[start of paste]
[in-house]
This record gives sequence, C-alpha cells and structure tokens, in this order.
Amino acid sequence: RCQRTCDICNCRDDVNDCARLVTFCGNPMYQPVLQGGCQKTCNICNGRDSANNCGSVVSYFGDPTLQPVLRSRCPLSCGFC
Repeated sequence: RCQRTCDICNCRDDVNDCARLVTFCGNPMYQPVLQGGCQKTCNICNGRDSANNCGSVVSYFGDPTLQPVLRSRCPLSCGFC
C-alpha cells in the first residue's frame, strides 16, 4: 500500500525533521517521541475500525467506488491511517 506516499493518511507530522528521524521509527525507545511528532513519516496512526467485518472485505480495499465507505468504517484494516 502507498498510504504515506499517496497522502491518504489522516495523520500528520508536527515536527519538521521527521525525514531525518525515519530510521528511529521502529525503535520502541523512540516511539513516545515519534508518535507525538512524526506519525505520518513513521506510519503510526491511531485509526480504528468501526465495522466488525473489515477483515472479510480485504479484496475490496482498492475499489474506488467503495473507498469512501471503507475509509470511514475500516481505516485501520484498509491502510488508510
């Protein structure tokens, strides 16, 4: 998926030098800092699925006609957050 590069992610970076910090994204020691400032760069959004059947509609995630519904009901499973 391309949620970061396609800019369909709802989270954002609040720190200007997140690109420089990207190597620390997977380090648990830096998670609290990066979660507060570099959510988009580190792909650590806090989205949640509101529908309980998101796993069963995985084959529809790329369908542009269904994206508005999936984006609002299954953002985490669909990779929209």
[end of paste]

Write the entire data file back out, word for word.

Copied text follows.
[in-house]
This record gives sequence, C-alpha cells and structure tokens, in this order.
Amino acid sequence: RCQRTCDICNCRDDVNDCARLVTFCGNPMYQPVLQGGCQKTCNICNGRDSANNCGSVVSYFGDPTLQPVLRSRCPLSCGFC
Repeated sequence: RCQRTCDICNCRDDVNDCARLVTFCGNPMYQPVLQGGCQKTCNICNGRDSANNCGSVVSYFGDPTLQPVLRSRCPLSCGFC
C-alpha cells in the first residue's frame, strides 16, 4: 500500500525533521517521541475500525467506488491511517 506516499493518511507530522528521524521509527525507545511528532513519516496512526467485518472485505480495499465507505468504517484494516 502507498498510504504515506499517496497522502491518504489522516495523520500528520508536527515536527519538521521527521525525514531525518525515519530510521528511529521502529525503535520502541523512540516511539513516545515519534508518535507525538512524526506519525505520518513513521506510519503510526491511531485509526480504528468501526465495522466488525473489515477483515472479510480485504479484496475490496482498492475499489474506488467503495473507498469512501471503507475509509470511514475500516481505516485501520484498509491502510488508510
């Protein structure tokens, strides 16, 4: 998926030098800092699925006609957050 590069992610970076910090994204020691400032760069959004059947509609995630519904009901499973 391309949620970061396609800019369909709802989270954002609040720190200007997140690109420089990207190597620390997977380090648990830096998670609290990066979660507060570099959510988009580190792909650590806090989205949640509101529908309980998101796993069963995985084959529809790329369908542009269904994206508005999936984006609002299954953002985490669909990779929209």